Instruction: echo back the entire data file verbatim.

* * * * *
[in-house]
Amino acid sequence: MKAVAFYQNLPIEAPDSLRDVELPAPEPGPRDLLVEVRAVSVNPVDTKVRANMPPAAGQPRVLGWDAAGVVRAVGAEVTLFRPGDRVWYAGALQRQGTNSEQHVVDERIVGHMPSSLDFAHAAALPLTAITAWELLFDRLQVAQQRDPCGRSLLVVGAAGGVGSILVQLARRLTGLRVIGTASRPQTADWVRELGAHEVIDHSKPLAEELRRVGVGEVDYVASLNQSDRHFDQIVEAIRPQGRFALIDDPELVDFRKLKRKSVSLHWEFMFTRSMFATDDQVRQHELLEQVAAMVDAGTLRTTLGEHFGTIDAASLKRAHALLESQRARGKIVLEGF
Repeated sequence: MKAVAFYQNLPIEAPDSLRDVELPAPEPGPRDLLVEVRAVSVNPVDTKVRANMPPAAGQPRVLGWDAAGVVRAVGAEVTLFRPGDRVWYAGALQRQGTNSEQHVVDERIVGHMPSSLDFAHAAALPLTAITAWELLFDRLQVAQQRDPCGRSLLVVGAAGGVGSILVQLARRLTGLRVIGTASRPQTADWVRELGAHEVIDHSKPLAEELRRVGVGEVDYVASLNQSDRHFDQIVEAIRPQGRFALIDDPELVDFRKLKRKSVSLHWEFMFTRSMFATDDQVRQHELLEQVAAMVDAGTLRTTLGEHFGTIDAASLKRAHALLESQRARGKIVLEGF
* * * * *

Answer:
[in-house]
Amino acid sequence: MKAVAFYQNLPIEAPDSLRDVELPAPEPGPRDLLVEVRAVSVNPVDTKVRANMPPAAGQPRVLGWDAAGVVRAVGAEVTLFRPGDRVWYAGALQRQGTNSEQHVVDERIVGHMPSSLDFAHAAALPLTAITAWELLFDRLQVAQQRDPCGRSLLVVGAAGGVGSILVQLARRLTGLRVIGTASRPQTADWVRELGAHEVIDHSKPLAEELRRVGVGEVDYVASLNQSDRHFDQIVEAIRPQGRFALIDDPELVDFRKLKRKSVSLHWEFMFTRSMFATDDQVRQHELLEQVAAMVDAGTLRTTLGEHFGTIDAASLKRAHALLESQRARGKIVLEGF
Repeated sequence: MKAVAFYQNLPIEAPDSLRDVELPAPEPGPRDLLVEVRAVSVNPVDTKVRANMPPAAGQPRVLGWDAAGVVRAVGAEVTLFRPGDRVWYAGALQRQGTNSEQHVVDERIVGHMPSSLDFAHAAALPLTAITAWELLFDRLQVAQQRDPCGRSLLVVGAAGGVGSILVQLARRLTGLRVIGTASRPQTADWVRELGAHEVIDHSKPLAEELRRVGVGEVDYVASLNQSDRHFDQIVEAIRPQGRFALIDDPELVDFRKLKRKSVSLHWEFMFTRSMFATDDQVRQHELLEQVAAMVDAGTLRTTLGEHFGTIDAASLKRAHALLESQRARGKIVLEGF